Women who sleep less than seven hours a night at 'greater risk of killer disease' | The Sun

WOMEN who sleep less than seven hours a night are risking a diagnosis of type 2 diabetes, a study claims.

US scientists found that losing out on just 90 minutes sleep each night, and therefore not getting enough shut-eye, increases insulin resistance in women.

This is when your body’s cells don’t respond properly to the insulin that your body makes, a hormone that regulates sugar in the blood, otherwise known as glucose.

The effects were stronger in those who have been through menopause.

Lead author, Professor Marie-Pierre St-Onge from Columbia University said: "Throughout their lifespan, women face many changes in their sleep habits due to childbearing, child-rearing, and menopause.

"And more women than men have the perception they aren’t getting enough sleep

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"Over a longer period of time, ongoing stress on insulin-producing cells could cause them to fail, eventually leading to type 2 diabetes."

The findings are the first to show that a mild sleep deficit for just six weeks causes changes in the body that raise the risk of developing the condition.

More than 5million Brits are thought to be living with diabetes, with cases doubling in the last 15 years.

It happens when the body does not use insulin properly or does not make it, leaving glucose to build in the blood at dangerous levels.

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It can be deadly or cause organ damage if left untreated, yet many people go for years not knowing they have the condition.

Previous studies found brief periods of total sleep deprivation can impair the body's ability to break down sugar.

The latest study, published in Diabetes Care, looked at the effects of the more common experience of being mildly sleep-deprived over a longer period of time.

Diabetes symptoms + when to see a GP

DIABETES is a condition that causes a person’s blood sugar level to become too high.

You should visit a GP as soon as possible if you experience the main symptoms of diabetes, which include:

  • feeling very thirsty
  • peeing more frequently than usual, particularly at night
  • feeling very tired
  • weight loss and loss of muscle bulk
  • itching around the penis or vagina, or frequent episodes of thrush
  • blurred vision

Type 1 diabetes can develop very quickly over weeks or days and it's more common that it will cause weight loss than type 2.

Many people have type 2 diabetes for years without realising it because the early symptoms tend to be general, or there are no symptoms at all.

Source: NHS

Researchers studied 38 healthy women, including 11 postmenopausal women, who routinely slept at least seven and a half hours each night.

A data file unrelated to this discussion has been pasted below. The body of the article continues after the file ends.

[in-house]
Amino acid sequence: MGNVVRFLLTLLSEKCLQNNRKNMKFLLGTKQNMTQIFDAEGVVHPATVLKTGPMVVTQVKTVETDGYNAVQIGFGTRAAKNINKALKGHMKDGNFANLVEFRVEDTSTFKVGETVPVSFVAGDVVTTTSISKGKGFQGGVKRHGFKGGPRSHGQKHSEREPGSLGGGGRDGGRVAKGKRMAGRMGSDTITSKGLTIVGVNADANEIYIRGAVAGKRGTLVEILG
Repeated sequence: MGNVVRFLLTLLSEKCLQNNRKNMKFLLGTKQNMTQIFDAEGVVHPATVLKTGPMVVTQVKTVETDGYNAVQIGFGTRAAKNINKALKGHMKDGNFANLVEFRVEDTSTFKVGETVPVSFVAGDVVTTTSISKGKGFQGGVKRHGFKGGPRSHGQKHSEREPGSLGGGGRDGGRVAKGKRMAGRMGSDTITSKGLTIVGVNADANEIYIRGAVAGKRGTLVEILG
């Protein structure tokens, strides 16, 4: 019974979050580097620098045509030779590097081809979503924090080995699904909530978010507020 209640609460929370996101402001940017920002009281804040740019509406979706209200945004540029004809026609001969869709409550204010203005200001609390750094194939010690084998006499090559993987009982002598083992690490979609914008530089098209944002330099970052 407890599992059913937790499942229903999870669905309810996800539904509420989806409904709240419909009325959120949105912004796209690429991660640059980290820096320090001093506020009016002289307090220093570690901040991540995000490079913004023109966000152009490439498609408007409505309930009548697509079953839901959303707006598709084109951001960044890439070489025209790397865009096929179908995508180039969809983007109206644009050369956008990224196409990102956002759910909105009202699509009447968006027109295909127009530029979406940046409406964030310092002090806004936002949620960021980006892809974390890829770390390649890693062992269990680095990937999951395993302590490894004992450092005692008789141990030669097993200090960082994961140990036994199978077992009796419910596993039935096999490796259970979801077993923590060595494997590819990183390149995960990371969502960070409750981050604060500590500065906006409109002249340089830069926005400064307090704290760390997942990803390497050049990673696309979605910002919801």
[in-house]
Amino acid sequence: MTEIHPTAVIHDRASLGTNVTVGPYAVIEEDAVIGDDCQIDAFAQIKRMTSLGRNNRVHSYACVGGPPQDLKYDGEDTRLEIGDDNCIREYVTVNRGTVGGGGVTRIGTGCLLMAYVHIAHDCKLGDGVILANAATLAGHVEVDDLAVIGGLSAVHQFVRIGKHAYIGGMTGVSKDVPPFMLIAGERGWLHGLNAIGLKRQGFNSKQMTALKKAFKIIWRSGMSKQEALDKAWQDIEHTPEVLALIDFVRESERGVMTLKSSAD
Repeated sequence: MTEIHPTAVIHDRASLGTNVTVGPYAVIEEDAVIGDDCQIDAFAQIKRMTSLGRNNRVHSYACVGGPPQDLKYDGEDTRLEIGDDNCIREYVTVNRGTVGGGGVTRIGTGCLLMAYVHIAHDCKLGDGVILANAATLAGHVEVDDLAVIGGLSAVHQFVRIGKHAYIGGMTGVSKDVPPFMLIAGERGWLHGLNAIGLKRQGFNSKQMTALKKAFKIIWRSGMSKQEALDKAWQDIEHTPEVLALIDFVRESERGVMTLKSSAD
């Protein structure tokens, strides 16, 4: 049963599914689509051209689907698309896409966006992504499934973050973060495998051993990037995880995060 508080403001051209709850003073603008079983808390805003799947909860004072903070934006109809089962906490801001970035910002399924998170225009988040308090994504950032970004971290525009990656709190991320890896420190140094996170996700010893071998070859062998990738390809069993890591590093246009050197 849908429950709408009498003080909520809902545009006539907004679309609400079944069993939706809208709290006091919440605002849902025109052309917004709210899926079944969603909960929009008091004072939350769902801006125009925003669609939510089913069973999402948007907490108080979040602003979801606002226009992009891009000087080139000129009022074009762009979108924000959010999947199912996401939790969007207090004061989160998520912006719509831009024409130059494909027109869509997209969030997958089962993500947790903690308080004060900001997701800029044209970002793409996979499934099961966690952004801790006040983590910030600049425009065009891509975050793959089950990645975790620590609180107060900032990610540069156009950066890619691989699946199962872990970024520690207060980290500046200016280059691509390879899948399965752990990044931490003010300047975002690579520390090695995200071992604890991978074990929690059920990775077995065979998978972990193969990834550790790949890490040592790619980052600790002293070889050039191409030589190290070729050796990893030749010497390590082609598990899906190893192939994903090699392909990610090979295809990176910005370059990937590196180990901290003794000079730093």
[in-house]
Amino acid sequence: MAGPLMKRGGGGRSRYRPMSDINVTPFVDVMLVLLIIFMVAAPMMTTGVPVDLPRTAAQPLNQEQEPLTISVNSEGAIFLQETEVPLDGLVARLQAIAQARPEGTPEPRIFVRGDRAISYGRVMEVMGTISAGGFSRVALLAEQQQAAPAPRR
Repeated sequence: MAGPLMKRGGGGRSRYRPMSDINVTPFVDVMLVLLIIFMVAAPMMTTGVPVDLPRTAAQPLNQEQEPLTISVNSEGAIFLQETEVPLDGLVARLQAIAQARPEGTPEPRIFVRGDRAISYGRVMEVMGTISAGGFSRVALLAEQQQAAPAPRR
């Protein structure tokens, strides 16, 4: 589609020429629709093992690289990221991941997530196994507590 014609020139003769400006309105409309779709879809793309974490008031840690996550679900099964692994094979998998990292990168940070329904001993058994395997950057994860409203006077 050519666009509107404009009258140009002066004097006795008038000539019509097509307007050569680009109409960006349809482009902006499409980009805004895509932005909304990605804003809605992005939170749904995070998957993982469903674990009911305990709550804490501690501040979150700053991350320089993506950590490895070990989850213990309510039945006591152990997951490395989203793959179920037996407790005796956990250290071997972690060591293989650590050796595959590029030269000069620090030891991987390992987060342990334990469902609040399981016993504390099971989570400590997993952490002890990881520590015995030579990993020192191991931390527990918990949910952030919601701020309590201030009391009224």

Participants were then required to shorten their night's sleep to around six hours for six weeks, pushing back their bedtime by 90 minutes but keeping their wake-up time the same.

The NHS recommends the average adult gets between least seven-nine hours a night.

The women were monitored with wearable devices and the researchers measured their insulin, glucose, and body fat.

The study found that cutting sleep increased fasting insulin levels by over 12 per cent overall and by more than 15 per cent among premenopausal women.

Insulin resistance increased by nearly 15 per cent overall and by more than 20 per cent among postmenopausal women.

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Dr Marie-Pierre added: "The fact that we saw these results independent of any changes in body fat, which is a known risk factor for type 2 diabetes, speaks to the impact of mild sleep reduction on insulin-producing cells and metabolism."

More research is needed to determine whether getting more sleep can help improve blood sugar levels and reduce risk for type 2 diabetes, she said.

Top tips to fall asleep faster

A PSYCHOLOGIST has revealed her five top tips to switch off the brain and fall asleep faster.

Brits are often sleep-deprived – but will do anything but put their sleep first.

Unfortunately, a good night’s sleep isn’t as simple as hitting the hay at a decent time.

Without relaxing first, you could find yourself up for hours, unable to nodd off.

Dr Naomi, a psychologist and nutritionist, gives her best tips for avoiding this:

1. Put the phone down at 8pm

2. Do things that make you feel good eg. bubble bath, a face mask

3. Make your room a sanctuary

4. Read a book instead of scrolling on your phone

5. Try doing 15 minutes of meditation before bed (find a video on YouTube)

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